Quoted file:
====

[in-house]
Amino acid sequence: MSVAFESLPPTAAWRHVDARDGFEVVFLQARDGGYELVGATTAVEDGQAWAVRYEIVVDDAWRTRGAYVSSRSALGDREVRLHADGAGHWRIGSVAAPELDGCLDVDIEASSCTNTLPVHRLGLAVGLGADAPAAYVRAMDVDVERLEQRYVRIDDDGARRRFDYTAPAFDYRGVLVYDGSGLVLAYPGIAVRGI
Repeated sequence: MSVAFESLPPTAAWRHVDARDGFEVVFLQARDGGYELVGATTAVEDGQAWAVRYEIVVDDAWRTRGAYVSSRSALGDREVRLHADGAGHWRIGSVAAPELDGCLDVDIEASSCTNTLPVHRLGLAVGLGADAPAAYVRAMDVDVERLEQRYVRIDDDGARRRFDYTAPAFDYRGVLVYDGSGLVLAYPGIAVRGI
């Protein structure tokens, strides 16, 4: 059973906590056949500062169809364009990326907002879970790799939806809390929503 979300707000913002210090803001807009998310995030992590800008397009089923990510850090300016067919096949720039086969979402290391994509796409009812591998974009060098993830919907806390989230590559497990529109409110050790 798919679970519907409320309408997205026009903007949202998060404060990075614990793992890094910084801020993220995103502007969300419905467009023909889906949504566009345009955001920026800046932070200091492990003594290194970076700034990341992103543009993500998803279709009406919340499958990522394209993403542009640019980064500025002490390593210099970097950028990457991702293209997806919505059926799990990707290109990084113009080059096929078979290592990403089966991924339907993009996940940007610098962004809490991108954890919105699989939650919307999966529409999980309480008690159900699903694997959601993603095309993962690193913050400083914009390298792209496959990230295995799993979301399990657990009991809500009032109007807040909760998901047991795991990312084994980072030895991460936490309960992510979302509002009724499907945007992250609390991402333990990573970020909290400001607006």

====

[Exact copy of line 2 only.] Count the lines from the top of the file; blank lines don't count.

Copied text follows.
Amino acid sequence: MSVAFESLPPTAAWRHVDARDGFEVVFLQARDGGYELVGATTAVEDGQAWAVRYEIVVDDAWRTRGAYVSSRSALGDREVRLHADGAGHWRIGSVAAPELDGCLDVDIEASSCTNTLPVHRLGLAVGLGADAPAAYVRAMDVDVERLEQRYVRIDDDGARRRFDYTAPAFDYRGVLVYDGSGLVLAYPGIAVRGI